After executing the above command you will probably see the following output.

Name:             alb-demo-ingress
Namespace:        alb-demo
Default backend:  default-http-backend:80 (<error: endpoints "default-http-backend" not found>)
  Host        Path  Backends
  ----        ----  --------
              /*   alb-demo-service:80 (
Annotations: /healthcheck
  Type     Reason            Age               From     Message
  ----     ------            ----              ----     -------
  Warning  FailedBuildModel  2s (x10 over 6s)  ingress  Failed build model due to couldn't auto-discover subnets: unable to discover at least one subnet

Deploy failed with error message: Failed build model due to couldn’t auto-discover subnets: unable to discover at least one subnet. This is because we must explicitly mark our subnets with a special tag: Once this is done, deploying ingress is successful and you can access the app from the browser.

SSL Support

It’s always a good idea to serve your application over a secure SSL connection so let’s see how we can enable it in ALB. As with most of the configuration, this can be done by adding additional annotations to the ingress definition.

kind: Ingress
  name: alb-demo-ingress
  annotations: alb internet-facing '[{"HTTP": 80}, {"HTTPS": 443}]' HTTP http-healthcheck /healthcheck arn:aws:acm:eu-central-1:<ACCOUNT_ID>:certificate/<CERTIFICATE_ID> '[{"HTTP": 80}, {"HTTPS":443}]' '{"Type": "redirect", "RedirectConfig": { "Protocol": "HTTPS", "Port": "443", "StatusCode": "HTTP_301"}}'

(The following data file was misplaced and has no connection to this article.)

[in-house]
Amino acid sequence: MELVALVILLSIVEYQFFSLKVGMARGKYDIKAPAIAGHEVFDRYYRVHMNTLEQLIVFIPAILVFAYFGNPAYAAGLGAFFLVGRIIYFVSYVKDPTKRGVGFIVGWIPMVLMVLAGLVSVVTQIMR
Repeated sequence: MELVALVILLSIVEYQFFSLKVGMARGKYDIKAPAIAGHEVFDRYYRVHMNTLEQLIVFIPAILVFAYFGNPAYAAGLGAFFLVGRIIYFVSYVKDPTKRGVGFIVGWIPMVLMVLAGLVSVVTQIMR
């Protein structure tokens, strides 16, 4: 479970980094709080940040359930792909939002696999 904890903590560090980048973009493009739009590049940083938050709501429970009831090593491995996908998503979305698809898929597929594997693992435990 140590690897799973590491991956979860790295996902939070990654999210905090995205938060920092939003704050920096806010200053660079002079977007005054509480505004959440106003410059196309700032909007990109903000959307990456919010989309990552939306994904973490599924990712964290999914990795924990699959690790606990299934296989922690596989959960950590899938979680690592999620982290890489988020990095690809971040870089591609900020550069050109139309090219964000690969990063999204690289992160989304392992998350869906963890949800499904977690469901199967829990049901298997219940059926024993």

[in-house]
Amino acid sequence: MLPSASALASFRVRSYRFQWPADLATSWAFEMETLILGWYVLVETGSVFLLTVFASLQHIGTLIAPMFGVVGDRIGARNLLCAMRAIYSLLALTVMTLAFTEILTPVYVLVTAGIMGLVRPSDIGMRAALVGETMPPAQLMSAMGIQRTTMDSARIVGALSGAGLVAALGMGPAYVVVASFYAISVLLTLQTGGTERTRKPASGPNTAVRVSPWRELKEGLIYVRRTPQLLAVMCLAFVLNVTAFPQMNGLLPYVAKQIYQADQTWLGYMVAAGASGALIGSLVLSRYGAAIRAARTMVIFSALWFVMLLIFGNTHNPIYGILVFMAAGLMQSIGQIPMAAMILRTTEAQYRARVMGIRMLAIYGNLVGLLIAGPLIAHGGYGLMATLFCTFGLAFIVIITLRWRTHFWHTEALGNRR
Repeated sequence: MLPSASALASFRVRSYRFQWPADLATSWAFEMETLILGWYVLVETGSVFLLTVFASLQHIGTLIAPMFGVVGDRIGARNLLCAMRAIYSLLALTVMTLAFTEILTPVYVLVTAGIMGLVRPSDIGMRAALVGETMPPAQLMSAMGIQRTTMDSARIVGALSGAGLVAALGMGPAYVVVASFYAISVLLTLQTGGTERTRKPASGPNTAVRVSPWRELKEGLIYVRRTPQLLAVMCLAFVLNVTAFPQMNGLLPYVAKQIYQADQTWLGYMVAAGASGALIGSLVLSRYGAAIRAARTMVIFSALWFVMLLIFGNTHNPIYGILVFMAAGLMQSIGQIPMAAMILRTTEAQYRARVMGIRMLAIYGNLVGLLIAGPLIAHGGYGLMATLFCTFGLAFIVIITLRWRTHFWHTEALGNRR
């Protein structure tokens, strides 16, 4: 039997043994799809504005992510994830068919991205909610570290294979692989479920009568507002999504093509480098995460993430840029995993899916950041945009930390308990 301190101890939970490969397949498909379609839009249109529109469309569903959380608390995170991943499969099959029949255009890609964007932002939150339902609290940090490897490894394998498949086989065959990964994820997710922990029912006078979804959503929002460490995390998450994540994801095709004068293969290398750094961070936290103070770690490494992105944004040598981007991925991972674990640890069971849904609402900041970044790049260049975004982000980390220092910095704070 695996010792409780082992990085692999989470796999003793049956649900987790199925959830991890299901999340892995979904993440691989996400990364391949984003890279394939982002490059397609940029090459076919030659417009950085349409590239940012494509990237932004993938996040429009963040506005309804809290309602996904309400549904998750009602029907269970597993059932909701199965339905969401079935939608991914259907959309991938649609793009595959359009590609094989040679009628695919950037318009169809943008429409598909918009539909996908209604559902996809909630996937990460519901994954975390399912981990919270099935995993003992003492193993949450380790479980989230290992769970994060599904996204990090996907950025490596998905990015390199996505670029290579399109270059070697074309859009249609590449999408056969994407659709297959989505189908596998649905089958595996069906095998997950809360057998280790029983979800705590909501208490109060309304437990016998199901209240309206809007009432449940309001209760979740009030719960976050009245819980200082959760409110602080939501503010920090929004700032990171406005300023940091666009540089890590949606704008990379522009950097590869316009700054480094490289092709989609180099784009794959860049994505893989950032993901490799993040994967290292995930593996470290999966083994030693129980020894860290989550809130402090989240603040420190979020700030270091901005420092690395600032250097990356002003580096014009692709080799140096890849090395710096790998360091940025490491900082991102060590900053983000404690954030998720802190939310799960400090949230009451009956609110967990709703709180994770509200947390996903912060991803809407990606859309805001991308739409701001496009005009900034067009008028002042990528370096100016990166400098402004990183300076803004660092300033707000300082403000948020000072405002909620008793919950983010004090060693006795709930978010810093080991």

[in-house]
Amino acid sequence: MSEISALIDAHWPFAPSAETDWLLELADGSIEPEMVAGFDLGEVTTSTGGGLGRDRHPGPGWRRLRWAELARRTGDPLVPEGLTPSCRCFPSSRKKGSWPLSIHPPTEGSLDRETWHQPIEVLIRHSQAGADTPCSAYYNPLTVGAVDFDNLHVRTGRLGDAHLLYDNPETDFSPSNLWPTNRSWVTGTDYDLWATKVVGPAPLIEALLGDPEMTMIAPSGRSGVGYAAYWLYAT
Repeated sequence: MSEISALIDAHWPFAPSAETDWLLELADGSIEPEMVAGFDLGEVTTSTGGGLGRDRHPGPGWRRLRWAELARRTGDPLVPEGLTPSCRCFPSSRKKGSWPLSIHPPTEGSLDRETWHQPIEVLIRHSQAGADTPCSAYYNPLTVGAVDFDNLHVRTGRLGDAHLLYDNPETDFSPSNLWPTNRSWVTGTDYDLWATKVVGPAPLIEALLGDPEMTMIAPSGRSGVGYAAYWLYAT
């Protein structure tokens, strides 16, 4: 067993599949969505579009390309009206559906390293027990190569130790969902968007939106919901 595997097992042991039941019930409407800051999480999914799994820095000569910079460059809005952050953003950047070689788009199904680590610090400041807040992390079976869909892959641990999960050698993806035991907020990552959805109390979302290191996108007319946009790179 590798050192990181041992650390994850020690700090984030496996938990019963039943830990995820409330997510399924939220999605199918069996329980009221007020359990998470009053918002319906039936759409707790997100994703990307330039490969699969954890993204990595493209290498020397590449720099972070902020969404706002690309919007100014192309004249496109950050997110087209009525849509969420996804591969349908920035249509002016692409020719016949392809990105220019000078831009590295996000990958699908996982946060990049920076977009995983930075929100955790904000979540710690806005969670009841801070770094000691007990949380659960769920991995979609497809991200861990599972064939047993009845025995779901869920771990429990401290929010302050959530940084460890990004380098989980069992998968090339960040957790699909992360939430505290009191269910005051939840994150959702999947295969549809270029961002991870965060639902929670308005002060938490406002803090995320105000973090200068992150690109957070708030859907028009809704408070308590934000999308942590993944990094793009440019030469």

- http:
          - path: /*
              serviceName: ssl-redirect
              servicePort: use-annotation
          - path: /*
              serviceName: app-service
              servicePort: 80

As you can see using the ALB ingress controller to expose Kubernetes workloads to the Internet is pretty straightforward, although it requires few preparation steps. Most of the configuration is done using annotations, so make sure you’ve read the full documentation.

With ALB ingress controller your web application is exposed to end users over the Internet. When traffic grows you may need to scale your infrastructure to ensure best user experience. Read our blog post How to enable Kubernetes cluster autoscaling in AWS to ensure it’s done automatically!

8 replies on “How to set up Kubernetes Ingress with AWS ALB Ingress Controller”

what could be other issues though we have the subnet tags required added for autodiscovery? I am finding hard to fix this

Failed build model due to couldn’t auto-discover subnets: unable to discover at least one subnet. The tag exists

Hi Tara,
I’m not sure what could be other reasons. Please verify again if you’ve marked proper subnets.

Thank you so much. I was stuck while using aws example. your blog solved my issue.

Why is it every single example uses a mixture of k8s manifests, helm & cli commands. Why can this not all be done in helm to simplify automation?

Hi Paul,

the idea here was to show the atomic steps required to enable Ingress with AWS ELB, so the reader can understand the low level details.
As there are many use cases for this, it can be automated with Helm, Terraform or other tools. With the examples provided it shouldn’t be a big deal.

can AWS load balancer controller in aws account 1 discover subnets in aws account 2 if vpc in account 1 and account 2 are connected using transit gateway?

I don’t think it’s possible, but there might be some not well documented trick to achieve that. Maybe try to reach out to AWS support as they are very helpful with such problems.